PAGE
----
Young people, including fresh graduates, have been encouraged to venture into agriculture because the sector presents immense opportunities across the value chain.
According to the National Institute of Statistics of Rwanda’s 2013/14 Integrated Household Living Conditions Survey (EICV4), at least 13.5 graduates in the country are unemployed.
Agriculture grew by 3 per cent in the first quarter of 2017, contributing 32 per cent to the country’s GDP, according to NISR quarterly report released in July.
Diego Twahirwa, a pepper grower, said he is already reaping big from agriculture, a sector he joined in 2012 shortly after graduating from university.
Twahirwa, 28, started from scratch, he said. “The only thing that I had was my knowledge and a small piece of land,” he recalls.
He says that he began by growing tomatoes before switching to pepper.
When he started out with tomato growing, his capital was Rwf500, 000.
He started his chili business in January 2016, and is already exporting his products (Didi’s chili oil) to Belgium, Switzerland and the U.S.
When Twahirwa started out he had two hectares at his disposal. Today, he has since expanded the total area of his farmlands to over 150 hectares countrywide.
He mainly practices his farming activities in Bugesera District, and has a processing plant in Masaka in Kigali.
Twahirwa graduated as an agronomist from National University of Rwanda in 2012.
He says a big number of young people don’t take agriculture seriously yet it is actually a ‘goldmine. ’
University graduates have a tendency of associating farming with illiterates and semi-illiterates, he said. “That’s wrong and it’s depriving many young people a chance to live a decent life”.
But he also faults financial institutions for not supporting agriculture or startups in the sector. “It’s hard to get a loan to invest in farming activities.”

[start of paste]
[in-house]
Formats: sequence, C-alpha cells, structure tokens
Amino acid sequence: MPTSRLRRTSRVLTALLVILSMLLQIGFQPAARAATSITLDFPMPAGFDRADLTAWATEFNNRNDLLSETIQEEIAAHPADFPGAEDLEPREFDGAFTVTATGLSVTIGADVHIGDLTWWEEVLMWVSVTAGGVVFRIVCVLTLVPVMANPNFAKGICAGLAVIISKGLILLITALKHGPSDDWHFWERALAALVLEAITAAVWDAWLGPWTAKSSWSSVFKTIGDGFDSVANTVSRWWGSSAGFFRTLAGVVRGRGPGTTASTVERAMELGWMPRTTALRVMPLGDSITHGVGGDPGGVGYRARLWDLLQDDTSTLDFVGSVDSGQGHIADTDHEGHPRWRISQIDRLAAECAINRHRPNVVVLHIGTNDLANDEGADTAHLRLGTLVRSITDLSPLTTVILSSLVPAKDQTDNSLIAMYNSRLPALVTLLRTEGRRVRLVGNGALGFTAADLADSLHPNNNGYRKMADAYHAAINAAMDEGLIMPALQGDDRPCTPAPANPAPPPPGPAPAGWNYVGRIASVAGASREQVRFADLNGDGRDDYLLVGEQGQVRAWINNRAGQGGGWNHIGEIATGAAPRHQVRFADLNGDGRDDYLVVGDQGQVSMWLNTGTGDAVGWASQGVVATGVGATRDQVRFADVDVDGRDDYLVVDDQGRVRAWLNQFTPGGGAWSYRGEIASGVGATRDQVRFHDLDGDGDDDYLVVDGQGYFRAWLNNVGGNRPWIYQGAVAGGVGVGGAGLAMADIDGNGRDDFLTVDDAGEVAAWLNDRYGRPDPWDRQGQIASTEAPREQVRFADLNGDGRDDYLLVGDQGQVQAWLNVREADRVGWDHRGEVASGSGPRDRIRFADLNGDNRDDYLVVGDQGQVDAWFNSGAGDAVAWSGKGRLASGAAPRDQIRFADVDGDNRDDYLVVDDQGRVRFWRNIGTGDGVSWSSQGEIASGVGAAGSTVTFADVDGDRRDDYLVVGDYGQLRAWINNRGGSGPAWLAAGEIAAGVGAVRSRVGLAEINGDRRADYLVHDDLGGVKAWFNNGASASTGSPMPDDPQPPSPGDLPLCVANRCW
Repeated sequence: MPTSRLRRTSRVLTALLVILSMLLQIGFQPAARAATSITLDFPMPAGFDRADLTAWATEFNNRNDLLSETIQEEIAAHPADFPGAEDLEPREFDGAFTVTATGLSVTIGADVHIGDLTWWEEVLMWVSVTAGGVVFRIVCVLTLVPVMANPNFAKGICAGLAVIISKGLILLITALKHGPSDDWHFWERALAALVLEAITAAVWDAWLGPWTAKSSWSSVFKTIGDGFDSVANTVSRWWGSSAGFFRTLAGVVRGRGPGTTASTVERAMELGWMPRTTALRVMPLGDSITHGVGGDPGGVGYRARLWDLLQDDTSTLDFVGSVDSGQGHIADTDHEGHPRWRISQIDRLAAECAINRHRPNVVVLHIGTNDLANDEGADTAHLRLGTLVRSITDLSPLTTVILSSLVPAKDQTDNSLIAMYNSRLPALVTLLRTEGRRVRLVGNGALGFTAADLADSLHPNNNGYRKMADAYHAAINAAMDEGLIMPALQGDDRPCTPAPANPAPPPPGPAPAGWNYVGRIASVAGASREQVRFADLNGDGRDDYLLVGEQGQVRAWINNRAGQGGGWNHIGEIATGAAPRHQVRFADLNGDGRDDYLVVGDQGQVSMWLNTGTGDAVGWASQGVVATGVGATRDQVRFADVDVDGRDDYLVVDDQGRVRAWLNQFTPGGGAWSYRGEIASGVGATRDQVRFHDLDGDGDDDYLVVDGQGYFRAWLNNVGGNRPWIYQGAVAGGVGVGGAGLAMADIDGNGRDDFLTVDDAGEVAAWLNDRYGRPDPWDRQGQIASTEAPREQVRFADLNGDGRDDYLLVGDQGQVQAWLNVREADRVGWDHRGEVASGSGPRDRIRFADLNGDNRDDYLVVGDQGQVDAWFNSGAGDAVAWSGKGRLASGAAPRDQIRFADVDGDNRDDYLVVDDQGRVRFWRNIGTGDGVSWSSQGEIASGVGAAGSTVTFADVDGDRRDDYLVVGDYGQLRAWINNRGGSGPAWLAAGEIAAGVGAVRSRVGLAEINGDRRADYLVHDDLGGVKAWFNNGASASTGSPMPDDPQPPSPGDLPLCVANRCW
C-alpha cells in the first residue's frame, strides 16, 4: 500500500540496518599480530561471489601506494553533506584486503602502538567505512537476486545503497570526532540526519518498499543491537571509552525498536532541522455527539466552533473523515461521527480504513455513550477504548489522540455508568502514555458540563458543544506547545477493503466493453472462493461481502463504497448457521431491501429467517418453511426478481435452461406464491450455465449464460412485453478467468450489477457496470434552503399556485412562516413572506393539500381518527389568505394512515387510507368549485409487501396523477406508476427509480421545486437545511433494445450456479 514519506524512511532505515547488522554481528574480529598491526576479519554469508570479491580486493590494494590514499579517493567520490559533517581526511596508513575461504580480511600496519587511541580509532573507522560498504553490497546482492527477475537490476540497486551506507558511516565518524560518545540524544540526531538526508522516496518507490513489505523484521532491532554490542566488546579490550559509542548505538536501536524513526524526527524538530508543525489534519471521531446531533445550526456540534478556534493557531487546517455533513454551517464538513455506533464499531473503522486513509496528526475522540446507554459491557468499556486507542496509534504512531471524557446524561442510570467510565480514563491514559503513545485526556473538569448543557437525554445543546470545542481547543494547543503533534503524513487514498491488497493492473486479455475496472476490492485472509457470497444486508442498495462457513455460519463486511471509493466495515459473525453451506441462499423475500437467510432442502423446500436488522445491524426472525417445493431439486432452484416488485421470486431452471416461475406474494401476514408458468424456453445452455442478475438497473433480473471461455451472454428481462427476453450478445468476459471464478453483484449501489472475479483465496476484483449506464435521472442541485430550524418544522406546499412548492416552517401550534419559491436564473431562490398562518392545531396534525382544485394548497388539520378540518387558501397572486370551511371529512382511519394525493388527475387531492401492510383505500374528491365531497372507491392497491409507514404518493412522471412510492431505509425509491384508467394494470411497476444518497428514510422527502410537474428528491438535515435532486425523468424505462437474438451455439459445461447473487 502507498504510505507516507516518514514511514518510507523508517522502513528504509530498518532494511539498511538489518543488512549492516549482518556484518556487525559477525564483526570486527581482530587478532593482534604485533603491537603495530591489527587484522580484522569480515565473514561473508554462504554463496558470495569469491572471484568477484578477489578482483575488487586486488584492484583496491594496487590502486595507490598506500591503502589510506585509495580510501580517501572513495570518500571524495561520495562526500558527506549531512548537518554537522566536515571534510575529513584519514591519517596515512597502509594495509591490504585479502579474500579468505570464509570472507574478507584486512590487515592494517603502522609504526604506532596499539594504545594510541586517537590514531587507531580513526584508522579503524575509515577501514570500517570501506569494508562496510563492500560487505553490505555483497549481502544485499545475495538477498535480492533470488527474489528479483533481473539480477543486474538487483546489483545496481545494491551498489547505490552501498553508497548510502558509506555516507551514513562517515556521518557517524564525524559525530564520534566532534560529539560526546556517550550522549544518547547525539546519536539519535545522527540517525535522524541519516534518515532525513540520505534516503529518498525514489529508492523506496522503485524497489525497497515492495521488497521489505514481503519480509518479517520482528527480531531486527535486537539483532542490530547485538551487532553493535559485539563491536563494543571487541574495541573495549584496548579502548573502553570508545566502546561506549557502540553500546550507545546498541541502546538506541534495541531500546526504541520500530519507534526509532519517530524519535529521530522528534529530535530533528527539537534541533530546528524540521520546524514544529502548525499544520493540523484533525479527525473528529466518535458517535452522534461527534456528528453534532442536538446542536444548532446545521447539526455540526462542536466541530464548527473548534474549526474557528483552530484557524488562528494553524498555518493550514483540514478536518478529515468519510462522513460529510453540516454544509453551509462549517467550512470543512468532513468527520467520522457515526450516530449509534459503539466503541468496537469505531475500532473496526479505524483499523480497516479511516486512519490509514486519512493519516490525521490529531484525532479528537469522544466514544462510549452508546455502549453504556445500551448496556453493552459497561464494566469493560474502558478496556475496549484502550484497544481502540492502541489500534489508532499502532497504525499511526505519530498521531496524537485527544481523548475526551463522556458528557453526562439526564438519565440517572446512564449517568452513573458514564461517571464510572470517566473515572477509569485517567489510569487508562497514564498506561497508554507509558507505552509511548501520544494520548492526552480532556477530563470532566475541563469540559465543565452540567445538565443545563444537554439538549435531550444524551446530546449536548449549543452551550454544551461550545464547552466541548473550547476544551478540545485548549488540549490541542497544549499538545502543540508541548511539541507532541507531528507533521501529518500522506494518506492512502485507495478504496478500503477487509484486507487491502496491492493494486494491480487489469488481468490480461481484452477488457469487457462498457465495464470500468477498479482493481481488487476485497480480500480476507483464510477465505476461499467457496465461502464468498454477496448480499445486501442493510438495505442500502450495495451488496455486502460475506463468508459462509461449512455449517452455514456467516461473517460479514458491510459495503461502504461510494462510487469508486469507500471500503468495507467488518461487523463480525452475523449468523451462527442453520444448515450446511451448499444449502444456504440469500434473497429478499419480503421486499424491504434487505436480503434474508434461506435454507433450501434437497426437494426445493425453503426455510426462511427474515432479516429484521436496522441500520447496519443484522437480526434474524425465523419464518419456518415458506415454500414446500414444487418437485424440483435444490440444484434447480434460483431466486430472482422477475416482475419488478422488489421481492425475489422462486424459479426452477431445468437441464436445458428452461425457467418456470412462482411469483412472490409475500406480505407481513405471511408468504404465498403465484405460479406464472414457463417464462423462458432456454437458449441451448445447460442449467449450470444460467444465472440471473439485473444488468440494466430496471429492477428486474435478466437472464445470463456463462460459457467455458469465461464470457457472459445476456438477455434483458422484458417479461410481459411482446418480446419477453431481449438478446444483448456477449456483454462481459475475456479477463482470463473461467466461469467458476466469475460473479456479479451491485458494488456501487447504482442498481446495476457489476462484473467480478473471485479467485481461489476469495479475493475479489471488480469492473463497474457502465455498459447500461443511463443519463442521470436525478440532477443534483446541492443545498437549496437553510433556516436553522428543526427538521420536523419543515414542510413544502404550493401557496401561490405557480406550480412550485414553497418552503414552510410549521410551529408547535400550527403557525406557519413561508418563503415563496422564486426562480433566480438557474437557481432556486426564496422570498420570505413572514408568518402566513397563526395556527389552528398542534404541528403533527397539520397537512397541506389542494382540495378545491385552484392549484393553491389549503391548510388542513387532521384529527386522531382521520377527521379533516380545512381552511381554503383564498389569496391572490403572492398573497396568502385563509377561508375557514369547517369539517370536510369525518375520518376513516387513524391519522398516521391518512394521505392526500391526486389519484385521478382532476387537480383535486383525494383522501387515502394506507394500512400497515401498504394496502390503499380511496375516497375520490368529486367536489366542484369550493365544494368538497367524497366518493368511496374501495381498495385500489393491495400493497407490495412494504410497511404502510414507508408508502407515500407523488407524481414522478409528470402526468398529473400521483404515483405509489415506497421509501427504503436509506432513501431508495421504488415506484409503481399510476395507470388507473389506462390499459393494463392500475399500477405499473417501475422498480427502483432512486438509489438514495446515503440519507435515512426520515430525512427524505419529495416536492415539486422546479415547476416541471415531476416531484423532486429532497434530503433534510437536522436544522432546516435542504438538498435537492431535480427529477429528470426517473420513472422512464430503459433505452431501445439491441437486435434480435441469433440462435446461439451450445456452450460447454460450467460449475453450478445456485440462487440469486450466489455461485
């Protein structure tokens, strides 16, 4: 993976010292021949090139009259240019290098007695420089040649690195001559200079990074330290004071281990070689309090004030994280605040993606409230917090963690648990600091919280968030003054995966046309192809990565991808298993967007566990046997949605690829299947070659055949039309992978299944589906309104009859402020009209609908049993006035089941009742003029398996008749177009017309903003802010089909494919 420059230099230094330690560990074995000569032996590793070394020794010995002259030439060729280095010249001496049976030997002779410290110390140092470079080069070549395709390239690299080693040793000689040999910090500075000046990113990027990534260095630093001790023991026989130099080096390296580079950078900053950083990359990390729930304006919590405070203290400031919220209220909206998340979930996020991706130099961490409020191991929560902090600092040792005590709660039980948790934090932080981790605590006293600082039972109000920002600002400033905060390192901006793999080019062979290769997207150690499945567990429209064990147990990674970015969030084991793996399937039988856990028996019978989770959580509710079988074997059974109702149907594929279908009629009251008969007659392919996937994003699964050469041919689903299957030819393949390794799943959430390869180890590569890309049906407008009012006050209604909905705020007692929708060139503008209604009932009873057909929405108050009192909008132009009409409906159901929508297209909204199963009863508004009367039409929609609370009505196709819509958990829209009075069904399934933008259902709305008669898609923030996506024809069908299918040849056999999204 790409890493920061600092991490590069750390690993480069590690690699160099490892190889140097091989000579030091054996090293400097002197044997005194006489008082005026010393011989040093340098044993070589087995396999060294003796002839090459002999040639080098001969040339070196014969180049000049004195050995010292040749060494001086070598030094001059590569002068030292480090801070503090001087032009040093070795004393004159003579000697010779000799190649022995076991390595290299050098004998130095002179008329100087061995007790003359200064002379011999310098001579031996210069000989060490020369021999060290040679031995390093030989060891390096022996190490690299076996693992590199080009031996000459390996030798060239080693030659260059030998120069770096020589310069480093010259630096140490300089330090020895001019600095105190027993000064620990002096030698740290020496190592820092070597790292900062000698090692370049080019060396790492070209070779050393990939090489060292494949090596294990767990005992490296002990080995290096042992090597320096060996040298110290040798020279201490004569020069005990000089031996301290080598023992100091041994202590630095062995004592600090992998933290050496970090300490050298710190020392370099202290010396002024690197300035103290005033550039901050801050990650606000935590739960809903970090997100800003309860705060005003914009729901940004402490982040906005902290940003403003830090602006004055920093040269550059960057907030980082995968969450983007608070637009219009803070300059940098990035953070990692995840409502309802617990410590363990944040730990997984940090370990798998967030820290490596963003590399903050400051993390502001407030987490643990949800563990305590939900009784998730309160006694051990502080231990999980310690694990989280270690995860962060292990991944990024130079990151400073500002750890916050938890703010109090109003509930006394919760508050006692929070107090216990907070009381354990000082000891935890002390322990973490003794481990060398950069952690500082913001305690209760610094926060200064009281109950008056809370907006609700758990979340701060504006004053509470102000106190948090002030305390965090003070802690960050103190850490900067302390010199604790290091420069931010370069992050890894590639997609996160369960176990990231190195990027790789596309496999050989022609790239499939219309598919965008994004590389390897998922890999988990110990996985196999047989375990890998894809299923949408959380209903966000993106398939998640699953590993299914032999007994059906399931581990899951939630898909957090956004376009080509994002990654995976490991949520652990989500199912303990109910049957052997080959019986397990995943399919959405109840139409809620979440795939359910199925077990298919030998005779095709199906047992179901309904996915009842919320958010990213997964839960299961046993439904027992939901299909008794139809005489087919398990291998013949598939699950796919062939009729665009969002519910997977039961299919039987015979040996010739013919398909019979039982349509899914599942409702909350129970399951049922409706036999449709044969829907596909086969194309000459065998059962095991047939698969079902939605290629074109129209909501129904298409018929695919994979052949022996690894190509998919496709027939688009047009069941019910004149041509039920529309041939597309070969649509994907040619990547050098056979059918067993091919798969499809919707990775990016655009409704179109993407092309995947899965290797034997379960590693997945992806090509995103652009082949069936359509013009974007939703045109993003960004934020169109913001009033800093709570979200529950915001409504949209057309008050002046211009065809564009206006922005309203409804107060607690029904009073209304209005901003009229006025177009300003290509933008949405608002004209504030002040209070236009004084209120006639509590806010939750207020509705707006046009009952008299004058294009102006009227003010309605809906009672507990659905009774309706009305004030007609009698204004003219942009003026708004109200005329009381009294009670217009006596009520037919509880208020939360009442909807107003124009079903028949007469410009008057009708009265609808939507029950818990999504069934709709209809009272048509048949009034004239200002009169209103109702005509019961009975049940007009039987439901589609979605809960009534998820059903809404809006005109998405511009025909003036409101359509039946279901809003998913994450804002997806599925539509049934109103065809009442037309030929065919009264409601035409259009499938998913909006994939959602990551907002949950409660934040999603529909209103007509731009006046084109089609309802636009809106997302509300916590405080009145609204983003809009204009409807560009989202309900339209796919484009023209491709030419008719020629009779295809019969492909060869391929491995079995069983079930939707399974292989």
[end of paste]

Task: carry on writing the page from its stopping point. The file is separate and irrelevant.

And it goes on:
Yet, he said, one does not need huge capital to venture into agriculture.
“It’s wrong to think of capital first,” he said. “What matters most is the idea. That’s what leads to a good proposal.”
Any amount of money can start business, he insists.
But he warned young people with intentions to start business to first get acquainted with the kind of business they want to do and the challenges and opportunities that exist in the sector they want to venture into.
“You have got to scan and understand the sector,” he said. “Some research is necessary before doing anything.”
Marcelin Kanimba is a beekeeper. He started his beekeeping project after discovering that there was still a gap in honey production in the country.
He opened his beekeeping business after completing his university studies in accounting.
‘Risk part of game’
“Youth fear taking the risk” he said. “However, to know that risk is part of the game. A farmer may take a loan and then their produce gets affected by bad weather. That’s normal. If young people are to do business and succeed they have got to be brave and patient,” he said.
Jean-Baptiste Hategekimana, the Chairman of Rwanda Youth in Agri-business Forum (RYAF), said there are many opportunities in the sector.
Twahirwa happens to be a member of this forum, and currently is its vice-chairperson.
Hategekimana said the relatively high prices of foodstuff on the market suggest that there is a lack of enough producers and deficit in volumes.
“The price of tomatoes is an indication that we don’t have enough produce on the market,” he said. “Young people should see this as a big opportunity and make the most of it.”
Albert Mugisha, a relationship officer at Business Development Fund (BDF), which supports youthful entrepreneurs, said the Fund is ready to support anyone with a good business plan, at 75 per cent.
“There are many opportunities in agriculture. Mechanised agriculture is gradually taking root and the youth are the best people to deal with such technology,” he said.
Mugisha said BDF is willing to support start-ups in agribusiness by providing them with credit guarantee. He said the Fund also supports young farmers to acquire appropriate storage facilities and in transportation of their produce up to the agro-processing stage.
“The Fund provides 75 per cent of the capital but many fresh graduates have complained that 25 per cent is still a burden to them. We advise them to join hands in cooperatives and this will reduce the risks,” Mugisha said.
Generally, banks are reluctant to extend credit to farmers because of the high risks involved, but the interest rates also remain prohibitive, particularly for modest farmers.
Farmers have been advocating for the establishment of a special financial institution for agriculture but government says its instead working on a plan to create a cooperative bank which would help bridge the existing gaps.